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Identification of genes involved in inbreeding depression of reproduction in Langshan chickens

  • Xue, Qian (Poultry Institute, Chinese Academy of Agricultural Science) ;
  • Li, Guohui (Poultry Institute, Chinese Academy of Agricultural Science) ;
  • Cao, Yuxia (Poultry Institute, Chinese Academy of Agricultural Science) ;
  • Yin, Jianmei (Poultry Institute, Chinese Academy of Agricultural Science) ;
  • Zhu, Yunfen (Poultry Institute, Chinese Academy of Agricultural Science) ;
  • Zhang, Huiyong (Poultry Institute, Chinese Academy of Agricultural Science) ;
  • Zhou, Chenghao (Poultry Institute, Chinese Academy of Agricultural Science) ;
  • Shen, Haiyu (Poultry Institute, Chinese Academy of Agricultural Science) ;
  • Dou, Xinhong (Poultry Institute, Chinese Academy of Agricultural Science) ;
  • Su, Yijun (Poultry Institute, Chinese Academy of Agricultural Science) ;
  • Wang, Kehua (Poultry Institute, Chinese Academy of Agricultural Science) ;
  • Zou, Jianmin (Poultry Institute, Chinese Academy of Agricultural Science) ;
  • Han, Wei (Poultry Institute, Chinese Academy of Agricultural Science)
  • Received : 2020.04.21
  • Accepted : 2020.10.05
  • Published : 2021.06.01

Abstract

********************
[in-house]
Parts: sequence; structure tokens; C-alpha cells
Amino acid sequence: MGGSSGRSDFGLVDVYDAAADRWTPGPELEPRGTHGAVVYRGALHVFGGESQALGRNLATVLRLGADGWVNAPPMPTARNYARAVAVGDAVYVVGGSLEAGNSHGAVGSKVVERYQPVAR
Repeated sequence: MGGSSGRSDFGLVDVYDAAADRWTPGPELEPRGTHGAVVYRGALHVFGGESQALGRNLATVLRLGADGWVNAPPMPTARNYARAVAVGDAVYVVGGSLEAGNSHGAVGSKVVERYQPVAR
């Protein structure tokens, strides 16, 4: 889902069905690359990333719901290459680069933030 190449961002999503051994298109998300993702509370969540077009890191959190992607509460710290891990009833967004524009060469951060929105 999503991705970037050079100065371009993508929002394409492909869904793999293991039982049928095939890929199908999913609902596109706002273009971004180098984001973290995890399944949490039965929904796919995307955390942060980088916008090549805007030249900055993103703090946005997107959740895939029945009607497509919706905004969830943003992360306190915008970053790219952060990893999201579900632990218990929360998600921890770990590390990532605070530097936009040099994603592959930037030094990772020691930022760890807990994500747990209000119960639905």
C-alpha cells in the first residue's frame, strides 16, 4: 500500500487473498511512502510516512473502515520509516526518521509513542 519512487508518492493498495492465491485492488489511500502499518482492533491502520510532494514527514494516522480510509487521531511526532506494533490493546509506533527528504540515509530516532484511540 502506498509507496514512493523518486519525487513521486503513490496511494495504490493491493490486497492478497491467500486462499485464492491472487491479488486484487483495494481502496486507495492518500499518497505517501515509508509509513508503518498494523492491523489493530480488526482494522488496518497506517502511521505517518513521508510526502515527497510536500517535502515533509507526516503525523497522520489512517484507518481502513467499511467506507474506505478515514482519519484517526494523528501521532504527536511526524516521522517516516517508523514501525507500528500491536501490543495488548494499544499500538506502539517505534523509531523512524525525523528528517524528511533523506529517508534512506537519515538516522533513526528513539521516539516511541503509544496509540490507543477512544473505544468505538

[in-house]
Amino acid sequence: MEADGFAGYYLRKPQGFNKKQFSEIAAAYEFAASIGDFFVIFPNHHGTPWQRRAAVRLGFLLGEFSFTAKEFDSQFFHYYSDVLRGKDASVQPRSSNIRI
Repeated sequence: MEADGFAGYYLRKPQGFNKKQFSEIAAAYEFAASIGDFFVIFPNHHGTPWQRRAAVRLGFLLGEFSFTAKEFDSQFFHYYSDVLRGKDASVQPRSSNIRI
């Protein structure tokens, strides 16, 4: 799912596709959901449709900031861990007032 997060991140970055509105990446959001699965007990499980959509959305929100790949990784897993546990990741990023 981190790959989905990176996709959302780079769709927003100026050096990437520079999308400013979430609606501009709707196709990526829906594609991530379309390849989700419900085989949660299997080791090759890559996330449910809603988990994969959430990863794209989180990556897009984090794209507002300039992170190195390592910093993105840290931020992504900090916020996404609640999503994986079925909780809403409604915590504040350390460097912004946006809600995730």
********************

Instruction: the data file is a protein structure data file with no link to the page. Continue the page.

Objective: Inbreeding depression of reproduction is a major concern in the conservation of native chicken genetic resources. Here, based on the successful development of strongly inbred (Sinb) and weakly inbred (Winb) Langshan chickens, we aimed to evaluate inbreeding effects on reproductive traits and identify candidate genes involved in inbreeding depression of reproduction in Langshan chickens. Methods: A two-sample t-test was performed to estimate the differences in phenotypic values of reproductive traits between Sinb and Winb chicken groups. Three healthy chickens with reproductive trait values around the group mean values were selected from each of the groups. Differences in ovarian and hypothalamus transcriptomes between the two groups of chickens were analyzed by RNA sequencing (RNA-Seq). Results: The Sinb chicken group showed an obvious inbreeding depression in reproduction, especially for traits of age at the first egg and egg number at 300 days (p<0.01). Furthermore, 68 and 618 differentially expressed genes (DEGs) were obtained in the hypothalamus and ovary between the two chicken groups, respectively. In the hypothalamus, DEGs were mainly enriched in the pathways related to vitamin metabolism, signal transduction and development of the reproductive system, such as the riboflavin metabolism, Wnt signaling pathway, extracellular matrix-receptor interaction and focal adhesion pathways, including stimulated by retinoic acid 6, serpin family F member 1, secreted frizzled related protein 2, Wnt family member 6, and frizzled class receptor 4 genes. In the ovary, DEGs were significantly enriched in pathways associated with basic metabolism, including amino acid metabolism, oxidative phosphorylation, and glycosaminoglycan degradation. A series of key DEGs involved in folate biosynthesis (gamma-glutamyl hydrolase, guanosine triphosphate cyclohydrolase 1), oocyte meiosis and ovarian function (cytoplasmic polyadenylation element binding protein 1, structural maintenance of chromosomes 1B, and speedy/RINGO cell cycle regulator family member A), spermatogenesis and male fertility (prostaglandin D2 synthase 21 kDa), Mov10 RISC complex RNA helicase like 1, and deuterosome assembly protein 1) were identified, and these may play important roles in inbreeding depression in reproduction. Conclusion: The results improve our understanding of the regulatory mechanisms underlying inbreeding depression in chicken reproduction and provide a theoretical basis for the conservation of species resources.

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